After Modi’s exit from Gandhinagar, around 29 lakh MSMEs have faced dramatic downturn. The RBI data says the outstanding loans of MSMEs has increased from Rs 836 crore in 2012-13 to Rs 2,601 crore in 2014-15 and the number of sick units in the state increased from 20,615 in 2012-13 to 49,003 in 2014-15. According to the data of a state level bankers’ committee, the non-performing assets (NPA) of banks is Rs 25,000 crore in 2015-16; it was Rs 13,353 crore last year. Rs 5,758 crore of the NPA in 2015-2016 is from the MSMEs.
Gujaratis had celebrated Modi’s leadership after the riots of 2002 by giving the BJP 127 seats at a massive vote share of 49.85 per cent. Modi has been unable to better this performance: BJP got 49 per cent and 117 seats in 2007 while in 2012, its vote share was 47.9 per cent and it got 115 seats. Congress’ vote share is 9 per cent less than that of the BJP.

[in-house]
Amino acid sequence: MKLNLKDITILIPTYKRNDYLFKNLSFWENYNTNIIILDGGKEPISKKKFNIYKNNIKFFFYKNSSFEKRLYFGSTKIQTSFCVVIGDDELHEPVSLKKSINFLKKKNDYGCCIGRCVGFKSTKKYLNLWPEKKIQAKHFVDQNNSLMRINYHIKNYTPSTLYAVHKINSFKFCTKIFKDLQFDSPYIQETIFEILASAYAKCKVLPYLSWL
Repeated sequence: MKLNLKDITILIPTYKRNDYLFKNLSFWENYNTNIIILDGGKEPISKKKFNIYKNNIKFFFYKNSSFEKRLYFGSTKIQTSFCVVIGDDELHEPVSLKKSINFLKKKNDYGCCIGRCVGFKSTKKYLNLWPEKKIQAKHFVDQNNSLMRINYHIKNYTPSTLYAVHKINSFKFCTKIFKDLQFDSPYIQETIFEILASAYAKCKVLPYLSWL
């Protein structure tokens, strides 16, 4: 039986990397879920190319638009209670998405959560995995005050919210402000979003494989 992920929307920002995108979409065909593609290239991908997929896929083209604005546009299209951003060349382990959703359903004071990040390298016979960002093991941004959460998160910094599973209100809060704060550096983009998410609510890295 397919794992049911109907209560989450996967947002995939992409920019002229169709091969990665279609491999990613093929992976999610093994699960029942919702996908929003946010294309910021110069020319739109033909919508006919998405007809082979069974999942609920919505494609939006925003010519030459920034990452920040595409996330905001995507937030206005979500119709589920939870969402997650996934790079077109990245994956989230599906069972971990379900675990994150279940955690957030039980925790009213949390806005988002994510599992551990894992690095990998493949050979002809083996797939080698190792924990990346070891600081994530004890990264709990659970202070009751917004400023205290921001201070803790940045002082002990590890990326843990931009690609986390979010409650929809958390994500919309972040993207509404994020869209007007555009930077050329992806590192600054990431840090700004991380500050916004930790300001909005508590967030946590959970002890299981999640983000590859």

Elections in Gujarat are due in winter next year but Patels, Dalits and Muslims — 32 per cent of the state’s population — are visibly displeased with the BJP. Last week, many Gujarati Muslim outfits supported Dalits in Patan, Kutch and Ahmedabad.
Modi became Gujarat CM in October 2001 but his attempts to bring together Gujarat’s different castes and communities under a saffron umbrella began in 1988 when he rose as a powerful organisational secretary of the party. The BJP has remained in power since 1995 because it maintained the delicate patchwork of castes and also raised Hindutva sentiments. Modi along with Amit Shah will now have to rely on remote control measures.
One wonders how political perceptions and realities of high cost of living, pervasive corruption and failing hopes of voters can be corrected or managed through remote controls or even with the tools Modi had at his disposal in 1995 or in 2002.
(This article first appeared in the print edition under the headline ‘The churn in Gujarat’)